Education should not be ‘forbidden’

Children in conflicts

In the year 2013, the right to education is a life-and death issue in some places of the world where students who wish to go to school face the risk of being threatened, assaulted and murdered.

What happened to Malala and her fellow students in Pakistan is now happening to students in northern Nigeria.

Young boys and girls who want nothing more than to better their chances are being shot down simply because they are signed up as students.

Boko Haram, whose name means literally, “western education is a sin” has escalated its murderous attacks on colleges and schools students – shooting dead over 40 male students at Yobe State College of Agriculture, an agricultural college in north-eastern Nigeria early in the morning while they slept this weekend.

In the latest barbarous attack, students were awoken by the gunmen, some, taken outside their hostel building and killed in the open air . Others were shot trying to flee.  One observer named Idris, told Reuters “…they started gathering students into groups outside, then they opened fire and killed one group and then moved onto the next group and killed them. It was so terrible.”

This latest attack took place in a rural agricultural college with 1,000 students in Gujba, about 30 miles (50km) south of Damaturu and around 130 miles from borders with Cameroon and Niger. Most of the student who survived had to flee the college amid the sound of gunfire.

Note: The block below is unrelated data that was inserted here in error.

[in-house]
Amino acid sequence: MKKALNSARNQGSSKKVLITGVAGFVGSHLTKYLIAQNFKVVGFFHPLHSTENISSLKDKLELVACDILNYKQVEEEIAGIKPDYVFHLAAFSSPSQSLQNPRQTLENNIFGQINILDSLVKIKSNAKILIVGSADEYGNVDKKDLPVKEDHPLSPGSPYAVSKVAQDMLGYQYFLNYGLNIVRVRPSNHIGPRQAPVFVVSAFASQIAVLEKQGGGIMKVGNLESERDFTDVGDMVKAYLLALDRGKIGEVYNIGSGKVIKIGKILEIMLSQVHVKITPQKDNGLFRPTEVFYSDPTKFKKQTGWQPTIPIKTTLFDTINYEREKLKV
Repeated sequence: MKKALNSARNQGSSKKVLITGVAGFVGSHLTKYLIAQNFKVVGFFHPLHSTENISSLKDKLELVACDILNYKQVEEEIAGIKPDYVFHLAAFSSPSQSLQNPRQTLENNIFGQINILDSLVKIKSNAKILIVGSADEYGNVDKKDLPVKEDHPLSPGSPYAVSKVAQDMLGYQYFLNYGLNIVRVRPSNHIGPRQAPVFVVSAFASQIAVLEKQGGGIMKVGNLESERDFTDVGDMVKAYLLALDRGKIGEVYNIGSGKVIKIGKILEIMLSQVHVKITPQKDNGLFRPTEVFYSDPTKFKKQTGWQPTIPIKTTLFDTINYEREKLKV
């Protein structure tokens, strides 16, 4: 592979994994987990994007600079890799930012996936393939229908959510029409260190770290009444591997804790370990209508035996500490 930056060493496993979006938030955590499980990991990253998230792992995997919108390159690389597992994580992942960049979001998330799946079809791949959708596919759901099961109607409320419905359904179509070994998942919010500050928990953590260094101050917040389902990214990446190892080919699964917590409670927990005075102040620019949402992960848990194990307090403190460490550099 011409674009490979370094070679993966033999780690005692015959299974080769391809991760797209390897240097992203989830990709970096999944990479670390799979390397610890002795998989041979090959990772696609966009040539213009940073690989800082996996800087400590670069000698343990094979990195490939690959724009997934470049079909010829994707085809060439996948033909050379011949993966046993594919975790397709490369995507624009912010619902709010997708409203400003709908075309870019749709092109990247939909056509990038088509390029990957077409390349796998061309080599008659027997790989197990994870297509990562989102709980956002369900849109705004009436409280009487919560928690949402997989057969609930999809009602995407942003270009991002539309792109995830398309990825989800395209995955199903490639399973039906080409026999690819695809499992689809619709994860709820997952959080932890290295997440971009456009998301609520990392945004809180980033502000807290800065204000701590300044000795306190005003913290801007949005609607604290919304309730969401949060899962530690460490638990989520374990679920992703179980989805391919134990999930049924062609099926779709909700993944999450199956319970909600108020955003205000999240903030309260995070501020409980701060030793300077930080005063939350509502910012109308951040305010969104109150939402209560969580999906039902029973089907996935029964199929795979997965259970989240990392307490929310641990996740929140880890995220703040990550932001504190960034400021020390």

When President Goodluck Jonathan declared a state of emergency in three northeastern states in May, including Yobe, he ordered a military offensive to crush Boko Haram’s insurgency. But despite an initial lull in the violence as extremists fled their bases, revenge attacks have begun on schools, security forces and civilians believed to be helping them. In July, suspected Boko Haram militants killed 27 students and a teacher at a school in Potiskum, a town about 30 miles from the site of today’s attack.

The Islamic extremists have killed at least 30 other civilians in the past week. Twenty seven people died in separate attacks on Wednesday and Thursday night in two villages of Borno state near the north-east border with Cameroon, according to the local council chairman, Modu-Gana Bukar Sheriiff.

You can help create the resolve to end these attacks: please sign our petiton in support of actions to end the education emergency here.

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